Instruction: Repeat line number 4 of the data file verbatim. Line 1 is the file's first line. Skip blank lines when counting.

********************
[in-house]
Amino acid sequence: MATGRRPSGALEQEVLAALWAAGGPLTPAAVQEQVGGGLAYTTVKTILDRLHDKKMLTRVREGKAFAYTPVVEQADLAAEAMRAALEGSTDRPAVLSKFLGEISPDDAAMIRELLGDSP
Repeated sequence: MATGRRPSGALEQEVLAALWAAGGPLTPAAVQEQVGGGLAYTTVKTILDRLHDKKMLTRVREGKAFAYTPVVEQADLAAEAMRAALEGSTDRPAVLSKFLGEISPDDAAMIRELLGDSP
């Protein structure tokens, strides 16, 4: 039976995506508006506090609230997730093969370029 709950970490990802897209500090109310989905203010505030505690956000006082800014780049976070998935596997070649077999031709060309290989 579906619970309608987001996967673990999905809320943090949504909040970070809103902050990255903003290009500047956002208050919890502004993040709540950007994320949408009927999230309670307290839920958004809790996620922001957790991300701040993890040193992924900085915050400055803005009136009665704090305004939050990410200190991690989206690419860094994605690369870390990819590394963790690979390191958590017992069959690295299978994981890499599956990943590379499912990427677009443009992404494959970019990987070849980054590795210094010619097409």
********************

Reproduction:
């Protein structure tokens, strides 16, 4: 039976995506508006506090609230997730093969370029 709950970490990802897209500090109310989905203010505030505690956000006082800014780049976070998935596997070649077999031709060309290989 579906619970309608987001996967673990999905809320943090949504909040970070809103902050990255903003290009500047956002208050919890502004993040709540950007994320949408009927999230309670307290839920958004809790996620922001957790991300701040993890040193992924900085915050400055803005009136009665704090305004939050990410200190991690989206690419860094994605690369870390990819590394963790690979390191958590017992069959690295299978994981890499599956990943590379499912990427677009443009992404494959970019990987070849980054590795210094010619097409």